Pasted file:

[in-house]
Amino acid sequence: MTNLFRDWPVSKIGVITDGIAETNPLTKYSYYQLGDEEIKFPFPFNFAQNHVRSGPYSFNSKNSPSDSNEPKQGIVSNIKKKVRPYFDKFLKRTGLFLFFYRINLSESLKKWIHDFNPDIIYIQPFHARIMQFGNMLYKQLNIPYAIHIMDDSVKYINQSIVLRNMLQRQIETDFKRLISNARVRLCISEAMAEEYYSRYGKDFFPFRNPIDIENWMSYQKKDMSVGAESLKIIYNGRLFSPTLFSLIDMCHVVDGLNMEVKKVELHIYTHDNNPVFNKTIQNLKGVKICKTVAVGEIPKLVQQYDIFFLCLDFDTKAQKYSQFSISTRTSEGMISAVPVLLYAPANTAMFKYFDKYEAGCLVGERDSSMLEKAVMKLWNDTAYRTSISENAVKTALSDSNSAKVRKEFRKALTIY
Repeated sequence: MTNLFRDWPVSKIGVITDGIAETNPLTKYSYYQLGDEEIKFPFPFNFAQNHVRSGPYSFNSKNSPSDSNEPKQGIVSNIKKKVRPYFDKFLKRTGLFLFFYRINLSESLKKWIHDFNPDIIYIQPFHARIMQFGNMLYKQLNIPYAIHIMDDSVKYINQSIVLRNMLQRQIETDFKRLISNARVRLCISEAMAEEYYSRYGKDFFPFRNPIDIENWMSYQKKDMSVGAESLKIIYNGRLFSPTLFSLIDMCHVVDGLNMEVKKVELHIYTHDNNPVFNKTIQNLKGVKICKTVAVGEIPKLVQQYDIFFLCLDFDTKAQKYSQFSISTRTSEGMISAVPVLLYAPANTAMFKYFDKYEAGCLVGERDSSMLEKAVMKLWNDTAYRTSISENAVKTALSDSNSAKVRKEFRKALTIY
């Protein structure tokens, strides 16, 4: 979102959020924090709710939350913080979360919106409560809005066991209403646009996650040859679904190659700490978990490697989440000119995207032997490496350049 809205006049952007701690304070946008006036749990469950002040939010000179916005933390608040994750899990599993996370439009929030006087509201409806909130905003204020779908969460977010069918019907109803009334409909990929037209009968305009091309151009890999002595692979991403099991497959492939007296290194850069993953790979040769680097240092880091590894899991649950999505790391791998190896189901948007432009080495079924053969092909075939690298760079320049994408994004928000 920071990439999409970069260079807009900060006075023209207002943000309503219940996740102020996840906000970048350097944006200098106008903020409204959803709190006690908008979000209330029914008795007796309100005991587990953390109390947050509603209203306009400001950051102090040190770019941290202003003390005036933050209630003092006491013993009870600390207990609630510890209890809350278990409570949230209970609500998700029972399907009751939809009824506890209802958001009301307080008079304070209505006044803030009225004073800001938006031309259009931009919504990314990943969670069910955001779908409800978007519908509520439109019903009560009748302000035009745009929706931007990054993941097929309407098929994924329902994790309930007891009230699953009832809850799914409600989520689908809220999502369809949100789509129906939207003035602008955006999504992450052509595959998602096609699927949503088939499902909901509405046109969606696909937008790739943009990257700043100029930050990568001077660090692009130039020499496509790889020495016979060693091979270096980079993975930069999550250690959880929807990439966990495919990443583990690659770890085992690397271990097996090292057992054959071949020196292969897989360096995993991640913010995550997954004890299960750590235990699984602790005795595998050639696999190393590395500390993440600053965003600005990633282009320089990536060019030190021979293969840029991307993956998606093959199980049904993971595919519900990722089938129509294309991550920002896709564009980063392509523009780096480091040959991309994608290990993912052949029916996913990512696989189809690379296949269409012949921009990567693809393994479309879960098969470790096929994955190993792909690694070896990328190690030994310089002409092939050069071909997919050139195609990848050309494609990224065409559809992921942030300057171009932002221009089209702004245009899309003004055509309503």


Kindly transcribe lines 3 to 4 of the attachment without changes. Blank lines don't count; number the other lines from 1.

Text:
Repeated sequence: MTNLFRDWPVSKIGVITDGIAETNPLTKYSYYQLGDEEIKFPFPFNFAQNHVRSGPYSFNSKNSPSDSNEPKQGIVSNIKKKVRPYFDKFLKRTGLFLFFYRINLSESLKKWIHDFNPDIIYIQPFHARIMQFGNMLYKQLNIPYAIHIMDDSVKYINQSIVLRNMLQRQIETDFKRLISNARVRLCISEAMAEEYYSRYGKDFFPFRNPIDIENWMSYQKKDMSVGAESLKIIYNGRLFSPTLFSLIDMCHVVDGLNMEVKKVELHIYTHDNNPVFNKTIQNLKGVKICKTVAVGEIPKLVQQYDIFFLCLDFDTKAQKYSQFSISTRTSEGMISAVPVLLYAPANTAMFKYFDKYEAGCLVGERDSSMLEKAVMKLWNDTAYRTSISENAVKTALSDSNSAKVRKEFRKALTIY
């Protein structure tokens, strides 16, 4: 979102959020924090709710939350913080979360919106409560809005066991209403646009996650040859679904190659700490978990490697989440000119995207032997490496350049 809205006049952007701690304070946008006036749990469950002040939010000179916005933390608040994750899990599993996370439009929030006087509201409806909130905003204020779908969460977010069918019907109803009334409909990929037209009968305009091309151009890999002595692979991403099991497959492939007296290194850069993953790979040769680097240092880091590894899991649950999505790391791998190896189901948007432009080495079924053969092909075939690298760079320049994408994004928000 920071990439999409970069260079807009900060006075023209207002943000309503219940996740102020996840906000970048350097944006200098106008903020409204959803709190006690908008979000209330029914008795007796309100005991587990953390109390947050509603209203306009400001950051102090040190770019941290202003003390005036933050209630003092006491013993009870600390207990609630510890209890809350278990409570949230209970609500998700029972399907009751939809009824506890209802958001009301307080008079304070209505006044803030009225004073800001938006031309259009931009919504990314990943969670069910955001779908409800978007519908509520439109019903009560009748302000035009745009929706931007990054993941097929309407098929994924329902994790309930007891009230699953009832809850799914409600989520689908809220999502369809949100789509129906939207003035602008955006999504992450052509595959998602096609699927949503088939499902909901509405046109969606696909937008790739943009990257700043100029930050990568001077660090692009130039020499496509790889020495016979060693091979270096980079993975930069999550250690959880929807990439966990495919990443583990690659770890085992690397271990097996090292057992054959071949020196292969897989360096995993991640913010995550997954004890299960750590235990699984602790005795595998050639696999190393590395500390993440600053965003600005990633282009320089990536060019030190021979293969840029991307993956998606093959199980049904993971595919519900990722089938129509294309991550920002896709564009980063392509523009780096480091040959991309994608290990993912052949029916996913990512696989189809690379296949269409012949921009990567693809393994479309879960098969470790096929994955190993792909690694070896990328190690030994310089002409092939050069071909997919050139195609990848050309494609990224065409559809992921942030300057171009932002221009089209702004245009899309003004055509309503």